There’s a lot going on. Here are today’s COVID-19 updates that you should know.
Your daily dose of hope
The US Senate passed a $2 trillion aid package for American workers and businesses. It received overwhelming bipartisan support with the vote being an unanimous 96-0.
The legislation represents the largest emergency aid package in US history and the most significant legislative action taken to address the rapidly intensifying coronavirus crisis, which is overwhelming hospitals and grinding much of the economy to a halt.
New York Gov. Andrew Cuomo said there were early signs that the state’s stringent restrictions on social gatherings could be slowing the virus’s spread.
More research is becoming available as more studies are being done, providing guidance on how best to deal with COVID-19.
World Health Organization officials say they are working with scientists around the world to test and develop 20 different potential vaccines for COVID-19.
Major banks, including Wells Fargo and Citibank have agreed to a 90-day grace period on mortgage payments in California to help those struggling financially in the pandemic.
News you need to know
The number of COVID-19 cases across the US is approaching 70,000, as leaders grapple with how much to restrict Americans’ lives to slow the spread.
An unprecedented number of Americansas the coronavirus shuttered businesses nationwide.
The U.S. coronavirus trajectory looks worse than other countries.
A Gartner poll shows that 65% of marketers are bracing for budget and headcount cuts due to COVID-19.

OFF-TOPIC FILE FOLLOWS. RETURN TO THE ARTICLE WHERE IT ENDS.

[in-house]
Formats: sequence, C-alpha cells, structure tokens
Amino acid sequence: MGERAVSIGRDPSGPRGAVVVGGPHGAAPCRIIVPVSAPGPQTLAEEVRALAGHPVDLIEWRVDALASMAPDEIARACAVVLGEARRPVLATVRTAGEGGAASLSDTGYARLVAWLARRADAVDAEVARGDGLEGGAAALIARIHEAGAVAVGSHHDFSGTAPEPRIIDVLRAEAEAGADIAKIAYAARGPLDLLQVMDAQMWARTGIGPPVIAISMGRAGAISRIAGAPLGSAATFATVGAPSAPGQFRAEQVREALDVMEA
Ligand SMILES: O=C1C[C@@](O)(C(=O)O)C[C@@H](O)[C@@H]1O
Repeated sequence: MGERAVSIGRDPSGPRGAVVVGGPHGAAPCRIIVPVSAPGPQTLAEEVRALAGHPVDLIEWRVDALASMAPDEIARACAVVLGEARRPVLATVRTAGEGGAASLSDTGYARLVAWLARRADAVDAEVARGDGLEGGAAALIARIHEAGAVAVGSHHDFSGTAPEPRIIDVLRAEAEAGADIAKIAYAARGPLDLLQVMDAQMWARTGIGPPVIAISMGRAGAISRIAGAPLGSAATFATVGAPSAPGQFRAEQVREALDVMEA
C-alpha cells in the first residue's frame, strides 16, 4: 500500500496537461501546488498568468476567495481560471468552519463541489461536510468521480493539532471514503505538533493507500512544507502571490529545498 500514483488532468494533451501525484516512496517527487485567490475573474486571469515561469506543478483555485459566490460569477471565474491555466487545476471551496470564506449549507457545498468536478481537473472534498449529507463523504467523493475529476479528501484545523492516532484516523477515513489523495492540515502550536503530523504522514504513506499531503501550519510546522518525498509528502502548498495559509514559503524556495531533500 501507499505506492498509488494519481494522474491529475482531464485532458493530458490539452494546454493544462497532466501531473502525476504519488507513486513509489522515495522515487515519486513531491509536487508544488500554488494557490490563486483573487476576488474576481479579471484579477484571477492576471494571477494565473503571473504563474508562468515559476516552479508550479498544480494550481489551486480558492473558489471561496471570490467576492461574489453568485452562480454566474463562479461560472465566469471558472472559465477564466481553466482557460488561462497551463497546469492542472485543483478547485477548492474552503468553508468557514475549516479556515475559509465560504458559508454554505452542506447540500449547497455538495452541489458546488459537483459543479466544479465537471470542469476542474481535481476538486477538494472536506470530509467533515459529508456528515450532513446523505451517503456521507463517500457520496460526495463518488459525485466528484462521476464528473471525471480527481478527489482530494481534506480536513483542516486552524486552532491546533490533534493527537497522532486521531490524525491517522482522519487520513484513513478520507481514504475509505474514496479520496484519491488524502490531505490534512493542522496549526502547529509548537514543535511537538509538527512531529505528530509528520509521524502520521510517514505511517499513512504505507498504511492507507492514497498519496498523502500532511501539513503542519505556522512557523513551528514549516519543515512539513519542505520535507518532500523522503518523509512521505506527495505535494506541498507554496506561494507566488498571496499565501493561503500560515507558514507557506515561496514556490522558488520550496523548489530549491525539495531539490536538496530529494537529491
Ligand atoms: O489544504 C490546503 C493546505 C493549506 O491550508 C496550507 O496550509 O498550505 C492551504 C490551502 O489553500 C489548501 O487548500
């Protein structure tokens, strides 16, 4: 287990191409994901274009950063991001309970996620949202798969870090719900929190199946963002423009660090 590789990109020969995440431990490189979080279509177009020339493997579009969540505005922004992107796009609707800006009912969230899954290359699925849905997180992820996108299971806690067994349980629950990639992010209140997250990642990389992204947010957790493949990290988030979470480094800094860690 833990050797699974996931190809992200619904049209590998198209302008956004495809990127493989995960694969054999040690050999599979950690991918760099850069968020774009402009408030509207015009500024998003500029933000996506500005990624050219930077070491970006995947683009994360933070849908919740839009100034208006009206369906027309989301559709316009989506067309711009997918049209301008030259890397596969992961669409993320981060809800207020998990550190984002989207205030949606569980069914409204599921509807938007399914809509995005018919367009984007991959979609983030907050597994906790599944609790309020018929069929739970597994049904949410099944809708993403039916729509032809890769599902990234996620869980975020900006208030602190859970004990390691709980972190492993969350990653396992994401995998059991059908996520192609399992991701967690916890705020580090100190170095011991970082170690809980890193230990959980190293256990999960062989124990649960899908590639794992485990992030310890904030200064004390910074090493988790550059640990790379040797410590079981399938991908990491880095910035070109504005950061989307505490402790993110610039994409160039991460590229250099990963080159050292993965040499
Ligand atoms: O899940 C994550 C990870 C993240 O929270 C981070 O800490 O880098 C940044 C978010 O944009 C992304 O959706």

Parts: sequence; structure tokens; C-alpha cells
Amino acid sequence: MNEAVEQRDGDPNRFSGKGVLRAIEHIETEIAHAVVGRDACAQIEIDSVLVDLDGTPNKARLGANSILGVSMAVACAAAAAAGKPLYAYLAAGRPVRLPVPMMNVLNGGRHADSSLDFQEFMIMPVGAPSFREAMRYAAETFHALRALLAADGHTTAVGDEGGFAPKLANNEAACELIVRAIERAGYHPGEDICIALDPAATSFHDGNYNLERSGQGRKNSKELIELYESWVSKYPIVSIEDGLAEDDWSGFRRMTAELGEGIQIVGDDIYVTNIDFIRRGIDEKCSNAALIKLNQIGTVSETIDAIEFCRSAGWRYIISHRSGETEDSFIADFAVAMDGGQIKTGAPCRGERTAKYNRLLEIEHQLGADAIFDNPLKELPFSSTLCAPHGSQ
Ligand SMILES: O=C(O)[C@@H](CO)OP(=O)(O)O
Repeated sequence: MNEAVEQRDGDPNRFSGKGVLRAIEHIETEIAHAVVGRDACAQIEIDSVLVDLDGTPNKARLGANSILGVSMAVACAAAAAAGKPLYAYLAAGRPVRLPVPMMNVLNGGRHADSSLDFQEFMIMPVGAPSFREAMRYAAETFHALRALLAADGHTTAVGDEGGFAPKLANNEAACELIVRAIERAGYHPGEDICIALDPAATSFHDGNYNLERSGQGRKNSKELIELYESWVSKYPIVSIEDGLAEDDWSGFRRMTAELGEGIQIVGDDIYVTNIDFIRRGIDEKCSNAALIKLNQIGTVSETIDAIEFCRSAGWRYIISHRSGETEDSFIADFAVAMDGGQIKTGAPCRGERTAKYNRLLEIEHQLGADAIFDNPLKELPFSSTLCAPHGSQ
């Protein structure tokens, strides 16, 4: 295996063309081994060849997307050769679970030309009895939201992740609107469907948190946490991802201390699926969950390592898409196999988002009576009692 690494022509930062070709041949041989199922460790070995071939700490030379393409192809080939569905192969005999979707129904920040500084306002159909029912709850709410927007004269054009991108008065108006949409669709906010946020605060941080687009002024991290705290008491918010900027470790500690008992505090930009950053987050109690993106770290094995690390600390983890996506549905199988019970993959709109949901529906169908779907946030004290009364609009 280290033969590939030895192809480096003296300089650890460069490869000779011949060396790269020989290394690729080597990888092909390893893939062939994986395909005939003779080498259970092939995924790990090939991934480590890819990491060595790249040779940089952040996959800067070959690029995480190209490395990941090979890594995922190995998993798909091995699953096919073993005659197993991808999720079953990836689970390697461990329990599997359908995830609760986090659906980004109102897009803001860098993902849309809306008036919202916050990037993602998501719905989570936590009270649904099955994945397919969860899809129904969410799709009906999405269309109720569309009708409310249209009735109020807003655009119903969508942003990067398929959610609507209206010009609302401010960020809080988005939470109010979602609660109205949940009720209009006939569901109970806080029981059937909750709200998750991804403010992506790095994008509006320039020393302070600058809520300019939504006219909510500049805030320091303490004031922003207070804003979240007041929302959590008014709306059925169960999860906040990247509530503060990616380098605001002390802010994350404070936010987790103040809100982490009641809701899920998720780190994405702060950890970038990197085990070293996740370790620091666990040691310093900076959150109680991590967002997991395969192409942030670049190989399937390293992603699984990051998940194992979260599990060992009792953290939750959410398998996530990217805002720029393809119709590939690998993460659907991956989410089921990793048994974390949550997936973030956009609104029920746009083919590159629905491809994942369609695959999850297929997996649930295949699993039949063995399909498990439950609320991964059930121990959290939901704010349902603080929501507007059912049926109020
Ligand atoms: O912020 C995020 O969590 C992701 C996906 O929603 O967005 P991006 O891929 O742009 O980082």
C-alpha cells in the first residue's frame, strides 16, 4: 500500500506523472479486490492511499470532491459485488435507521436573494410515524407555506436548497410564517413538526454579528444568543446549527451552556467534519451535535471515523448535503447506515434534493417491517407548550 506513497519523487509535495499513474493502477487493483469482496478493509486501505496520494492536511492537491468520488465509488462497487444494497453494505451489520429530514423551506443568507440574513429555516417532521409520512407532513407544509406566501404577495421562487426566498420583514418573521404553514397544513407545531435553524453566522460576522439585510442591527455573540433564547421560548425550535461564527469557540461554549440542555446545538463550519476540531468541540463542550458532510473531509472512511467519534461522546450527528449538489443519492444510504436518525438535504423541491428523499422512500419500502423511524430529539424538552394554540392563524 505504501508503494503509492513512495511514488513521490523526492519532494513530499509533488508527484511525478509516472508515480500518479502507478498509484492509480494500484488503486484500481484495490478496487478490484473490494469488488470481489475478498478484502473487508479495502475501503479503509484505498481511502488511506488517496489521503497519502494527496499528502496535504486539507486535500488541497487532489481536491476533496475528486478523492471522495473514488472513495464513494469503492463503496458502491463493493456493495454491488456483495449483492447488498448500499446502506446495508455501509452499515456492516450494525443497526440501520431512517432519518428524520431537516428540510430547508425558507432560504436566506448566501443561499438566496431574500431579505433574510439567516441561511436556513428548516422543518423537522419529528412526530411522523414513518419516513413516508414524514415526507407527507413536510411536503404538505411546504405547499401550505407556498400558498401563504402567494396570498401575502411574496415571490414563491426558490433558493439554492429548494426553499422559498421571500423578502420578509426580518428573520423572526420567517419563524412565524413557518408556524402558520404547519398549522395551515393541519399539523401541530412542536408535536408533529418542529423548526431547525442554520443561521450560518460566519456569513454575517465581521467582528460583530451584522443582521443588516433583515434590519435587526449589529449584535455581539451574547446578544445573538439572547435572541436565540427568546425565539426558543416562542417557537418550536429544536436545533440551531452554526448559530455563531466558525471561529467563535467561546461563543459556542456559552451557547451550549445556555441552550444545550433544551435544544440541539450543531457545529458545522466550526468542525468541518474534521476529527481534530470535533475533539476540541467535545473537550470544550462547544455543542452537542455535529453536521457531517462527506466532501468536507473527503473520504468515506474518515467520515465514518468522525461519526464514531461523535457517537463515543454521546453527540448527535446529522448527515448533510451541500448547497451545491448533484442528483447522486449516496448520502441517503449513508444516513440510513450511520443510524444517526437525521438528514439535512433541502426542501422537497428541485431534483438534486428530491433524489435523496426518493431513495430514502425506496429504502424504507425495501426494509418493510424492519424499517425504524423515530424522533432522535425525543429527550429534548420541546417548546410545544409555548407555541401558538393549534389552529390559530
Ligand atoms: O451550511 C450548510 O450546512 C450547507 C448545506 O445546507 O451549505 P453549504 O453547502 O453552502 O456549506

Thirty-three Attorney Generals across the US are calling on Amazon, Walmart, eBay, Facebook, and Craigslist to crack down on price gouging on high-demand products such as hand sanitizer. The officials say the companies’ efforts to remove overpriced items from their platforms have fallen short.
Data point of the day
— Lexi Alexander (@Lexialex) March 25, 2020
Quote of the day:
“The way sadness works is one of the strange riddles of the world. If you are stricken with a great sadness, you may feel as if you have been set aflame, not only because of the enormous pain, but also because your sadness may spread over your life, like smoke from an enormous fire. You might find it difficult to see anything but your own sadness, the way smoke can cover a landscape so that all anyone can see is black. You may find that if someone pours water all over you, you are damp and distracted, but not cured of your sadness, the way a fire department can douse a fire but never recover what has been burnt down.”
― Lemony Snicket, The Bad Beginning